Farm Life in Chencha

People often shutter when we mention our living conditions in Chencha, Ethiopia: no running water, a pit latrine for a bathroom, electricity that's not always reliable, internet if we’re lucky, and a lack of most modern conveniences. We had all of these things in the capital city of Addis Ababa while we were stuck in a bureaucratic quagmire for three months, but we’ve gladly given them up for farm life in Chencha, with its fresh, clean air, plenty of productive work to do when we want to, and plenty of room to play when we don’t want to work.


Baby Girl’s face says it all:


Big Smile
We love our little farm life!

Here are some pictures from around the farm, as I’d rather show you than tell you what we’ve been up to. You’ll see that a lot is going on, like setting up the house, construction, gardening, raising the new flock of chicks for the hatchery, and just enjoying the life that God has blessed us with.


Our Humble Abode

Welcome to our cozy, little house on the farm in Chencha. Come on in and sit a spell.

The current kitchen. Soon to become the kids' room.

Kids room/dining room/living room. We are ready for the new kitchen to be finished so that this room can be a little less multi-purpose.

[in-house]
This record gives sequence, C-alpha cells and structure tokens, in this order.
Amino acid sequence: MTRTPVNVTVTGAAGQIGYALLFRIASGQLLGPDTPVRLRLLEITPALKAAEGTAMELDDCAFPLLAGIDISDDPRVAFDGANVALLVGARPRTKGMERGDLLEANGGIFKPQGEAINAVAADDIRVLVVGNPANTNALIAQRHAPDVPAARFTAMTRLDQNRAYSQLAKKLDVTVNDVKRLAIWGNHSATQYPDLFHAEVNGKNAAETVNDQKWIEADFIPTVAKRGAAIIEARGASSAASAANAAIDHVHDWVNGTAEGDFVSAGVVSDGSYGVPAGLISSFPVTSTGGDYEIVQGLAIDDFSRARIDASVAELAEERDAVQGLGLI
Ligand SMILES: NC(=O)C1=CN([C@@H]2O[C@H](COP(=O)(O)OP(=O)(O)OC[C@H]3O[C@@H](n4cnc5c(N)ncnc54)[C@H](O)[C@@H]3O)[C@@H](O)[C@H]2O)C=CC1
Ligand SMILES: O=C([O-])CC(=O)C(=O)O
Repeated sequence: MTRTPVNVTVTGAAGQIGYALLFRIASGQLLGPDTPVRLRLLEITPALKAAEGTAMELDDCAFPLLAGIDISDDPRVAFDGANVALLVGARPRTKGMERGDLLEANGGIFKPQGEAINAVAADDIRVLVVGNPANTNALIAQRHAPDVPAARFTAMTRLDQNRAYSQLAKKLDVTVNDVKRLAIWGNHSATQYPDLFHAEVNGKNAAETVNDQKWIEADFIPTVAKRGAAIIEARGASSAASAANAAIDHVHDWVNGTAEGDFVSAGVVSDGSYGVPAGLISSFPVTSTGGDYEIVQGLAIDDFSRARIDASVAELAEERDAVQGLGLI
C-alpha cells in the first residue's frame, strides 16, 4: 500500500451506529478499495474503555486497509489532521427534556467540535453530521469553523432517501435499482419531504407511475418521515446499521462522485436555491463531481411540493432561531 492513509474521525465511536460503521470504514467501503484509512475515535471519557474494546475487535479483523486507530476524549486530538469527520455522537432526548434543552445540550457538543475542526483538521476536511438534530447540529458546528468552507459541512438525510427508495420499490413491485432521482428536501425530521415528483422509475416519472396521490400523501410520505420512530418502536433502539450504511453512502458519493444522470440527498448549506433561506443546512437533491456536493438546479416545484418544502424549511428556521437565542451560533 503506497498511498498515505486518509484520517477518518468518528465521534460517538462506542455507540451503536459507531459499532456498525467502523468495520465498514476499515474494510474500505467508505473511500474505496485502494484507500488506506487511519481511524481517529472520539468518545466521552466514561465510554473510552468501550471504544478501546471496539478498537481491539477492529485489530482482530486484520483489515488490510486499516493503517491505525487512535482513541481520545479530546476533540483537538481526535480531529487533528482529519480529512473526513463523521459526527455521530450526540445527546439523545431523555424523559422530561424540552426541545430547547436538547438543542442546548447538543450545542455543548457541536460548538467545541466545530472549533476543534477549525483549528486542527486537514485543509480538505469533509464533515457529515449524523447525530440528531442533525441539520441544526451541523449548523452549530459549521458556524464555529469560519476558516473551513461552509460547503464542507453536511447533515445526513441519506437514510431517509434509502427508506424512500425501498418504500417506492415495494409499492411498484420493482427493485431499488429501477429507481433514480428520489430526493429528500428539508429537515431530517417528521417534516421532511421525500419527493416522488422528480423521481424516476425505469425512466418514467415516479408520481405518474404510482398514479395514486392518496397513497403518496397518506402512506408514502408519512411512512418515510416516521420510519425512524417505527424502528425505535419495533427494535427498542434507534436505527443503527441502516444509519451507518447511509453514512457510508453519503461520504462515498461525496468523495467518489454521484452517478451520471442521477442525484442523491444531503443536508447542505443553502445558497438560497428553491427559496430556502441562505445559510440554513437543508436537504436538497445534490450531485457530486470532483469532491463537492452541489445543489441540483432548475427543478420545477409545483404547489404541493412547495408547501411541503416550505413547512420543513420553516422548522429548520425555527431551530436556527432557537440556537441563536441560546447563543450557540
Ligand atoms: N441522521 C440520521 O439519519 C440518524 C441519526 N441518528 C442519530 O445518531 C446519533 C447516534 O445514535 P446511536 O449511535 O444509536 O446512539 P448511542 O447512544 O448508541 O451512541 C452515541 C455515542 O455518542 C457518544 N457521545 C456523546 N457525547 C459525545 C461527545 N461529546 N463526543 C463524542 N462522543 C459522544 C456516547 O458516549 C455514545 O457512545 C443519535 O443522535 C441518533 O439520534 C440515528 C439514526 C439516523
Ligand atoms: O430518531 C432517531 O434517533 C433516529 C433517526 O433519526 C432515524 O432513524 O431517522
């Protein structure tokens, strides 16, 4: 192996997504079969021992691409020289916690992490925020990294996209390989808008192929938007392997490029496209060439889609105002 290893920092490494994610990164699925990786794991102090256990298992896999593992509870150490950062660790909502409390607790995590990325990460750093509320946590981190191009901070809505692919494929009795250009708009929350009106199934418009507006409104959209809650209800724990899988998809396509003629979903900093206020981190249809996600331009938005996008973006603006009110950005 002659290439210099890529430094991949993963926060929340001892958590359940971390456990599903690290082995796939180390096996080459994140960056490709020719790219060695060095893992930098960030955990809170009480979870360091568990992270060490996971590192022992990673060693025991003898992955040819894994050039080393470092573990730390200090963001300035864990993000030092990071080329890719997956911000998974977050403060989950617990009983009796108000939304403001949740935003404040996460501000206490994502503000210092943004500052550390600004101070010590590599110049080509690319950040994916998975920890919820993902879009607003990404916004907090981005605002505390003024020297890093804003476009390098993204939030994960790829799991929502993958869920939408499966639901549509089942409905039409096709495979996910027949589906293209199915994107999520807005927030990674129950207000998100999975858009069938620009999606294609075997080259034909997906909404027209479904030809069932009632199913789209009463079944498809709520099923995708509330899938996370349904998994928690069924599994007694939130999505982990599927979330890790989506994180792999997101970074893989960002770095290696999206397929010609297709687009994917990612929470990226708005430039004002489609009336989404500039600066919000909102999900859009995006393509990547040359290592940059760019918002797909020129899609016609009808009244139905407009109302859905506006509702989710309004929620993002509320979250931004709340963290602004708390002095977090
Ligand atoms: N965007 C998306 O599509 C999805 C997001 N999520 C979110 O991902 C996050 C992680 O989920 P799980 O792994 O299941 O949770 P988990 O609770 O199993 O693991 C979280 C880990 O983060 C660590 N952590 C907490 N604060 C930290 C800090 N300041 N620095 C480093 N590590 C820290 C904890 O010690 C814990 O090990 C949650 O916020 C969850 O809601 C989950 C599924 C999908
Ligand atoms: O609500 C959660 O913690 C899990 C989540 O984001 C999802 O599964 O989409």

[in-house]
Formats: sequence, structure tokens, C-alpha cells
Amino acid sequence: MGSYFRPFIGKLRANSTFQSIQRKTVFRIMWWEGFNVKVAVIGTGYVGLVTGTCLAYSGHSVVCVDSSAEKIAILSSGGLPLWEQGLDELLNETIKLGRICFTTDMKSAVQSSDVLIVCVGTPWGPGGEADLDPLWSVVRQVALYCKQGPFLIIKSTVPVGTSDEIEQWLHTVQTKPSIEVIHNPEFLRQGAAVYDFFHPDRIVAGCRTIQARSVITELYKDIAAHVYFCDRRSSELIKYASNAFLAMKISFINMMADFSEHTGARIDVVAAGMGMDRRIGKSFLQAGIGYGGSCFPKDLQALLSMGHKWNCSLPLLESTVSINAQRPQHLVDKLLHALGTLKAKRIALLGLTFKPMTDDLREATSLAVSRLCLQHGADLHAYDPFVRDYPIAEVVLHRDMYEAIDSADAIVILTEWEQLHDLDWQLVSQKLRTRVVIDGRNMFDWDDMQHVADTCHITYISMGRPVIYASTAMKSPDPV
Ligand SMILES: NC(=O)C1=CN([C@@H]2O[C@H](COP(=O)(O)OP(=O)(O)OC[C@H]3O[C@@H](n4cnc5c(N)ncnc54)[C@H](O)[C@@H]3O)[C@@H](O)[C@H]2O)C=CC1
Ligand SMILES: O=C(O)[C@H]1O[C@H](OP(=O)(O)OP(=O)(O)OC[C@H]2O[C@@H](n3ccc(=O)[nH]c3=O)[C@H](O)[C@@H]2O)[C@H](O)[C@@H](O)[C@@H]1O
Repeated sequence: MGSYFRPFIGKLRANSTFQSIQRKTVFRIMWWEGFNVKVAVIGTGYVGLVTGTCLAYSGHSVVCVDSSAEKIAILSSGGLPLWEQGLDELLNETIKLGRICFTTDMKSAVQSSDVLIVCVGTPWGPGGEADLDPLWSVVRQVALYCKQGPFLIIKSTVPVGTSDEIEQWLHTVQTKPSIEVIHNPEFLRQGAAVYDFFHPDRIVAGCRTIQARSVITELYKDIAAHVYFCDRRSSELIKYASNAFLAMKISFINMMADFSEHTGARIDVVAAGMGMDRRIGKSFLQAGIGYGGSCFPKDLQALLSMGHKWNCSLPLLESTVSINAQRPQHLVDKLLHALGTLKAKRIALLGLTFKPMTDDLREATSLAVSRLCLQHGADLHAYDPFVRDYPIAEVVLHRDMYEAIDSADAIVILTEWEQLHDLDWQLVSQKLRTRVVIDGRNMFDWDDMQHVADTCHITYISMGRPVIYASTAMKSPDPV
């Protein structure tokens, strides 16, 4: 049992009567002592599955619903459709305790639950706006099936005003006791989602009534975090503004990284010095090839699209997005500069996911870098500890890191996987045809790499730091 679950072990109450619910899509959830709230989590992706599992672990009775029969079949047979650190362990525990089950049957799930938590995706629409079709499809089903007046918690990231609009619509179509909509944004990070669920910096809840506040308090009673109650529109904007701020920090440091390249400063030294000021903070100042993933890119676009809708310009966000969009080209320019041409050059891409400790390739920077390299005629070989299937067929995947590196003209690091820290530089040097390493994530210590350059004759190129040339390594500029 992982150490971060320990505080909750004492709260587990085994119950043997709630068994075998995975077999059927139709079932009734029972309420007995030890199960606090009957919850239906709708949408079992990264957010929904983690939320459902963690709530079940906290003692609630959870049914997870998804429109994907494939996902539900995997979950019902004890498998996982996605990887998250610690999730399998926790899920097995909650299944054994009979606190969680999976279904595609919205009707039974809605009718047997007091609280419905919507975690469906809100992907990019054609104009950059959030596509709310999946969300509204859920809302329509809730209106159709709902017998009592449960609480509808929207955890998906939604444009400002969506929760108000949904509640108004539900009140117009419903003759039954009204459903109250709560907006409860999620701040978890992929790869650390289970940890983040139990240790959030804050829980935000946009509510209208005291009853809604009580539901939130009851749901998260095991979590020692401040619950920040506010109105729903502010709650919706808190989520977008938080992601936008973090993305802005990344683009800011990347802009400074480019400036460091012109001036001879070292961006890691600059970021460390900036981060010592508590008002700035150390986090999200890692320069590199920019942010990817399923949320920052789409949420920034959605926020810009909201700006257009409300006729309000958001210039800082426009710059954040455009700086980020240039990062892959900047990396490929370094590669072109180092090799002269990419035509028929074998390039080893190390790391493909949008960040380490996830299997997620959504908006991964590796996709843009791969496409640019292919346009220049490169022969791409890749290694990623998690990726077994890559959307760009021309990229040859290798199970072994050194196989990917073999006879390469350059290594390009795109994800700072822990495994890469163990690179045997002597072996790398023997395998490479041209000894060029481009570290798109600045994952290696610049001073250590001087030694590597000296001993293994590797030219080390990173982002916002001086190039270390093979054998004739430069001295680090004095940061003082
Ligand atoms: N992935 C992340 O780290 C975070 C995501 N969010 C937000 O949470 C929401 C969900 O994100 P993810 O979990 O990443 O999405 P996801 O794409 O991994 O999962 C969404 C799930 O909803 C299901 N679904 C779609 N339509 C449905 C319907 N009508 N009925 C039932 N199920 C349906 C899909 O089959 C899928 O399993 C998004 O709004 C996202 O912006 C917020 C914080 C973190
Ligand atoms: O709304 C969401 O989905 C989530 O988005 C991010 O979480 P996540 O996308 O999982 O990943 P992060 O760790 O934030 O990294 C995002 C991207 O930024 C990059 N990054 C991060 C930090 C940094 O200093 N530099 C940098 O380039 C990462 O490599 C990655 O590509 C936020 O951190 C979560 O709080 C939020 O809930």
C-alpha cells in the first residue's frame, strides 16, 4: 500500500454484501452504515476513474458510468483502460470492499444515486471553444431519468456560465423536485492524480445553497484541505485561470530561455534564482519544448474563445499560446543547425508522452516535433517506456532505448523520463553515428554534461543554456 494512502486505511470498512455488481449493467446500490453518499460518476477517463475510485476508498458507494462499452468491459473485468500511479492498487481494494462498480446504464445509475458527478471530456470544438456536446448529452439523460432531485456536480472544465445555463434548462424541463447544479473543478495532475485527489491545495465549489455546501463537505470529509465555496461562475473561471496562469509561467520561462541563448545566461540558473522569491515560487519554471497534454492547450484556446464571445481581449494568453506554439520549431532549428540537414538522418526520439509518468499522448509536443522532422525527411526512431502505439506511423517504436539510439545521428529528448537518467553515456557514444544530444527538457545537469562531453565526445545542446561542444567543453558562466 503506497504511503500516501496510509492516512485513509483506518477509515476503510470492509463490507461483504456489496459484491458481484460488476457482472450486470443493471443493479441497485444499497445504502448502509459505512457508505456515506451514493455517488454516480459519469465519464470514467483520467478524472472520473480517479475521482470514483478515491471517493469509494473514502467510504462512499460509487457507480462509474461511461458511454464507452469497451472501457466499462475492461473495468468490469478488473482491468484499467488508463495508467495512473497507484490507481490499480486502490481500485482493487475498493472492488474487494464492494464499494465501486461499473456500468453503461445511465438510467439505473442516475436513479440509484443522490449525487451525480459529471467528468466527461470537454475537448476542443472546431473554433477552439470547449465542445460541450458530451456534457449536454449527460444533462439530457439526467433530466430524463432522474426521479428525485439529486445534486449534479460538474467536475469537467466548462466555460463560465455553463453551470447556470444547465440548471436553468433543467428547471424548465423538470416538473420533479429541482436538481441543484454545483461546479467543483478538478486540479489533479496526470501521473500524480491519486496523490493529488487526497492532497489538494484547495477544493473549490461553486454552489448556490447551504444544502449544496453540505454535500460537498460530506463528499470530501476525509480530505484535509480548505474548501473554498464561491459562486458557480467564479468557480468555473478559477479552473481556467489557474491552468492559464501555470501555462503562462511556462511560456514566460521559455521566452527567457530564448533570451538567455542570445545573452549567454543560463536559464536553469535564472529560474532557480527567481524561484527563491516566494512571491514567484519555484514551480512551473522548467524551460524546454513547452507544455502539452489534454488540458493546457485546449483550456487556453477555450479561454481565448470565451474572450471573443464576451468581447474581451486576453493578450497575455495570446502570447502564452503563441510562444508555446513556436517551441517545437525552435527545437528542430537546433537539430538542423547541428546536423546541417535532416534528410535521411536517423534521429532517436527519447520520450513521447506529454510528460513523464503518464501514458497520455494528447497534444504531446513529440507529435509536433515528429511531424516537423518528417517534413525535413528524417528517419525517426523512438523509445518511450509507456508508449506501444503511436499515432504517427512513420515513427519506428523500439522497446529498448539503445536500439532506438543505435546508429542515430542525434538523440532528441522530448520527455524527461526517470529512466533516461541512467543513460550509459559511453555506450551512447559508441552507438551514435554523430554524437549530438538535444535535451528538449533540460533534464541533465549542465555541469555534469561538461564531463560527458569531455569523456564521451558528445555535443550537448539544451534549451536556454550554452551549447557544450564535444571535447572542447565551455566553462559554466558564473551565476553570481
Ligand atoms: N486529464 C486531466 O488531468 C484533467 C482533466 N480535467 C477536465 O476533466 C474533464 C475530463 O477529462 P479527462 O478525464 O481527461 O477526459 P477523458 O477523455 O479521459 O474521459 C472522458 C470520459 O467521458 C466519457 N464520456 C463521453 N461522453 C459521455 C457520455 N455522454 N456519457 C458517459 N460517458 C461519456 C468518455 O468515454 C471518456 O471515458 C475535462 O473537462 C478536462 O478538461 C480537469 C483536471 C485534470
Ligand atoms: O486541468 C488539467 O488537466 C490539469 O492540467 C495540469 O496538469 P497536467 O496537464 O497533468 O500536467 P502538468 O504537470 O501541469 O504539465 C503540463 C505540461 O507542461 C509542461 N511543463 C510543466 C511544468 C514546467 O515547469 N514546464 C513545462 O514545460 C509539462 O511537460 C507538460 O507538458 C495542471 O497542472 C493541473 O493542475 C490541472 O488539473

The Construction Crew

Here we are, me and my big helper, getting started on our new kitchen.

You’ll notice our construction materials are basic to say the least. They are small trees, which were cut and hauled by yours truly.

Here it is waiting for tin on the roof and concrete on the floor. Then cover the walls with tin or bamboo and we’ll be ready to start cooking.

All work and no play make Dawit a dull boy. Here’s a little tent we made during some of our “off” time.

A Little Gardening

Dawit is showing off his own little garden, which was the first one we planted. It’s hard to see, but he’s pointing to the freshly sprouted lettuce. Now he has a thriving little garden full of small lettuce plants, spinach, peas, swiss chard, and, of course, weeds.

Jess calls this one our “7 garden”, because the paths resemble the roman numeral VII. Dawit and I think it looks like “Yii”, but we’re not arguing with momma. Anyway, it boasts a small apple tree in the upper corner and is sown with a cover crop of fava beans to enrich the soil before we plant our veggies.

A Much Anticipated Flock

Here is a look at the new parent stock for the hatchery. This picture was taken when the chicks were about 6 days old. We are looking forward to when they are 6 months old because that’s when they’ll start laying eggs that we can hatch. Everywhere I go, whether visiting neighbors, buying a few things in town, or even traveling an hour away to the nearest city, I am asked when we’ll have chicks to sell. People are eager to start their own small flocks for extra income.

Here are the chicks with all their amenities. Of course, they receive lots of water and feed, but we also have to keep them warm during the chilly Chencha rainy season. The big, upside down dishes are actually our homemade brooders, or chick warmers. These brooders keep the room a comfortable temperature, but if a chick is feeling a little chilly, all she has to do is get under a dish and take a little nap to warm up.

Thanks for letting us show you around!

For more about life on the farm, check out Jonathan's previous articles:


On the Farm Update #1: Welcome to the Farm


On the Farm Update #2: Apples

On the Farm Update #3: Chickens